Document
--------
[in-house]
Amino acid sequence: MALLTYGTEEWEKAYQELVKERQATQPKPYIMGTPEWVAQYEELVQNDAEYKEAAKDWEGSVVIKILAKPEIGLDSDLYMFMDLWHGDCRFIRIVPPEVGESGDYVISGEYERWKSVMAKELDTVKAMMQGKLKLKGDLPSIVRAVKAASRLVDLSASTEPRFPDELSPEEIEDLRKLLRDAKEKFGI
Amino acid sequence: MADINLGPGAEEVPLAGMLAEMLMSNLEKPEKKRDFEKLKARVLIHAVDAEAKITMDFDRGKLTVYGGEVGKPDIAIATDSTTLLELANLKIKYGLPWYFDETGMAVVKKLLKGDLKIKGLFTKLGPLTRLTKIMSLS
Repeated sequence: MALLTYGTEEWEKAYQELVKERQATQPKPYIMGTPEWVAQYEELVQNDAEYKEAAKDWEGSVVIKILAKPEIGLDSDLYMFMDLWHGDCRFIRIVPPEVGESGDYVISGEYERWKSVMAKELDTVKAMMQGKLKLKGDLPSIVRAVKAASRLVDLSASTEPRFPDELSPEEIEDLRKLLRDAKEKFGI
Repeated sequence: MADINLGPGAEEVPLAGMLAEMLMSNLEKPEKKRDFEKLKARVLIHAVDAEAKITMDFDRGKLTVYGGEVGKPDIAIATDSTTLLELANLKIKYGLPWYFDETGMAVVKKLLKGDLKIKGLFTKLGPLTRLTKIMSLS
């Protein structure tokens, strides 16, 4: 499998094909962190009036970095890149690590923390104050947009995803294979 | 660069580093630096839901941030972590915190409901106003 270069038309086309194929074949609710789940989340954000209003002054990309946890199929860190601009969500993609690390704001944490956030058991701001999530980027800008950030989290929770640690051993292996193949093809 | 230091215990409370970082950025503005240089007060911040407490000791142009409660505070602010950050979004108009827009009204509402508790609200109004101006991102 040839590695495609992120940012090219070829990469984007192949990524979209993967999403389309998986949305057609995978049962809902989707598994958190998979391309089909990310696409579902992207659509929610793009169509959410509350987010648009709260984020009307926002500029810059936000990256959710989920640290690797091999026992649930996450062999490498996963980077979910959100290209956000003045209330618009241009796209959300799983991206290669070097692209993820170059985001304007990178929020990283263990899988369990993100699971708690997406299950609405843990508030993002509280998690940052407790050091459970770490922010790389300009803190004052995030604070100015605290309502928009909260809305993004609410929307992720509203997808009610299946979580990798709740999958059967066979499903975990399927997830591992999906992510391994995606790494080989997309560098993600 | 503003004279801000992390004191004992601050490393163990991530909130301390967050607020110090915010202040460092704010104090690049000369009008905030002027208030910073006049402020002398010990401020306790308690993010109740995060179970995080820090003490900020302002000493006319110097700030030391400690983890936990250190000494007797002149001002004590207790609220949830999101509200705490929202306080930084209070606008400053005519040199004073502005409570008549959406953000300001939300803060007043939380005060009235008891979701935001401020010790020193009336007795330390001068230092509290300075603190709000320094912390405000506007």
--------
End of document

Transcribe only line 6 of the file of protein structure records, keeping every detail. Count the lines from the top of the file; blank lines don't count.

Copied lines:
């Protein structure tokens, strides 16, 4: 499998094909962190009036970095890149690590923390104050947009995803294979 | 660069580093630096839901941030972590915190409901106003 270069038309086309194929074949609710789940989340954000209003002054990309946890199929860190601009969500993609690390704001944490956030058991701001999530980027800008950030989290929770640690051993292996193949093809 | 230091215990409370970082950025503005240089007060911040407490000791142009409660505070602010950050979004108009827009009204509402508790609200109004101006991102 040839590695495609992120940012090219070829990469984007192949990524979209993967999403389309998986949305057609995978049962809902989707598994958190998979391309089909990310696409579902992207659509929610793009169509959410509350987010648009709260984020009307926002500029810059936000990256959710989920640290690797091999026992649930996450062999490498996963980077979910959100290209956000003045209330618009241009796209959300799983991206290669070097692209993820170059985001304007990178929020990283263990899988369990993100699971708690997406299950609405843990508030993002509280998690940052407790050091459970770490922010790389300009803190004052995030604070100015605290309502928009909260809305993004609410929307992720509203997808009610299946979580990798709740999958059967066979499903975990399927997830591992999906992510391994995606790494080989997309560098993600 | 503003004279801000992390004191004992601050490393163990991530909130301390967050607020110090915010202040460092704010104090690049000369009008905030002027208030910073006049402020002398010990401020306790308690993010109740995060179970995080820090003490900020302002000493006319110097700030030391400690983890936990250190000494007797002149001002004590207790609220949830999101509200705490929202306080930084209070606008400053005519040199004073502005409570008549959406953000300001939300803060007043939380005060009235008891979701935001401020010790020193009336007795330390001068230092509290300075603190709000320094912390405000506007």